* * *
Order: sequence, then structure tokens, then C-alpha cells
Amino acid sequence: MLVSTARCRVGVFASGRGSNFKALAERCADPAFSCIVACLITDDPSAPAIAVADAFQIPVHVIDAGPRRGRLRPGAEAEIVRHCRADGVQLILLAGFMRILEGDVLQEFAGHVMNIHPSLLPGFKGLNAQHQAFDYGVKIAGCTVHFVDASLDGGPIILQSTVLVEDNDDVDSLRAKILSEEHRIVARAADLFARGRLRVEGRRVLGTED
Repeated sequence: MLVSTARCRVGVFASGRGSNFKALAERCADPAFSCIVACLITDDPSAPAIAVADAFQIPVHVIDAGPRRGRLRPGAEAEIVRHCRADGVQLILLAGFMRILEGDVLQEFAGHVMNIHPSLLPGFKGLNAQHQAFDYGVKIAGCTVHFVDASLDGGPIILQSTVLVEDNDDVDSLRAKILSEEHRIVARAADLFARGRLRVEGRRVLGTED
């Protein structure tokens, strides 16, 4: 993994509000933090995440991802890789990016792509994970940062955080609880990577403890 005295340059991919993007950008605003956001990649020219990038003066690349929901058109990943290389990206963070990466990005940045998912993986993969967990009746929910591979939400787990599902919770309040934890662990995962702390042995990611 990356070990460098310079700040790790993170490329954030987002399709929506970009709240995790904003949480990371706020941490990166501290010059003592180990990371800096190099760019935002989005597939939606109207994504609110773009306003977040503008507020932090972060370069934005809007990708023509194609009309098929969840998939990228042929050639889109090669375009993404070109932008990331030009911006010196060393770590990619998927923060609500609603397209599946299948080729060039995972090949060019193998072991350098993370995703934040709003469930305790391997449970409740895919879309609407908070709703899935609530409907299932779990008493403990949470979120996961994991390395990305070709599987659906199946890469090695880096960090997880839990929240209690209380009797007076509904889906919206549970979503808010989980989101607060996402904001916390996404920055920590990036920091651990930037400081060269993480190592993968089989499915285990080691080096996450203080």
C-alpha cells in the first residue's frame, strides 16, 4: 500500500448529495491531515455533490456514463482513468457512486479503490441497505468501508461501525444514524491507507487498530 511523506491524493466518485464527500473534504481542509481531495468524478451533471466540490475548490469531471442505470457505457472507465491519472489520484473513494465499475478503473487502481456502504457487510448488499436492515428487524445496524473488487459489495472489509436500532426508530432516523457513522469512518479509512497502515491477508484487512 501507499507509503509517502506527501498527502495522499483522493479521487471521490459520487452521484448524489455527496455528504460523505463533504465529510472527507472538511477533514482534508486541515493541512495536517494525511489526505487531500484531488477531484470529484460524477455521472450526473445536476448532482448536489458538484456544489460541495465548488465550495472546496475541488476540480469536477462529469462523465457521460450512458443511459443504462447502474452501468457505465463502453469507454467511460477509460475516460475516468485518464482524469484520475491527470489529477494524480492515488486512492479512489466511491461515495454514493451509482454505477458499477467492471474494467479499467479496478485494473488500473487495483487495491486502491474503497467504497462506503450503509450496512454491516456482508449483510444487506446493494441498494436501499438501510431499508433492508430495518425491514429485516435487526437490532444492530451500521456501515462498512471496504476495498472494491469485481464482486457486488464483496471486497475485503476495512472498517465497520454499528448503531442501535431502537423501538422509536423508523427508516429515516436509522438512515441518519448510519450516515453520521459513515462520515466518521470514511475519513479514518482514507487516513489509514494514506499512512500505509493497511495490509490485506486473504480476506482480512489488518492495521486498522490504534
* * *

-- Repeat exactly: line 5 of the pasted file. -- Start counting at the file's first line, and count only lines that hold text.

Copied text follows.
C-alpha cells in the first residue's frame, strides 16, 4: 500500500448529495491531515455533490456514463482513468457512486479503490441497505468501508461501525444514524491507507487498530 511523506491524493466518485464527500473534504481542509481531495468524478451533471466540490475548490469531471442505470457505457472507465491519472489520484473513494465499475478503473487502481456502504457487510448488499436492515428487524445496524473488487459489495472489509436500532426508530432516523457513522469512518479509512497502515491477508484487512 501507499507509503509517502506527501498527502495522499483522493479521487471521490459520487452521484448524489455527496455528504460523505463533504465529510472527507472538511477533514482534508486541515493541512495536517494525511489526505487531500484531488477531484470529484460524477455521472450526473445536476448532482448536489458538484456544489460541495465548488465550495472546496475541488476540480469536477462529469462523465457521460450512458443511459443504462447502474452501468457505465463502453469507454467511460477509460475516460475516468485518464482524469484520475491527470489529477494524480492515488486512492479512489466511491461515495454514493451509482454505477458499477467492471474494467479499467479496478485494473488500473487495483487495491486502491474503497467504497462506503450503509450496512454491516456482508449483510444487506446493494441498494436501499438501510431499508433492508430495518425491514429485516435487526437490532444492530451500521456501515462498512471496504476495498472494491469485481464482486457486488464483496471486497475485503476495512472498517465497520454499528448503531442501535431502537423501538422509536423508523427508516429515516436509522438512515441518519448510519450516515453520521459513515462520515466518521470514511475519513479514518482514507487516513489509514494514506499512512500505509493497511495490509490485506486473504480476506482480512489488518492495521486498522490504534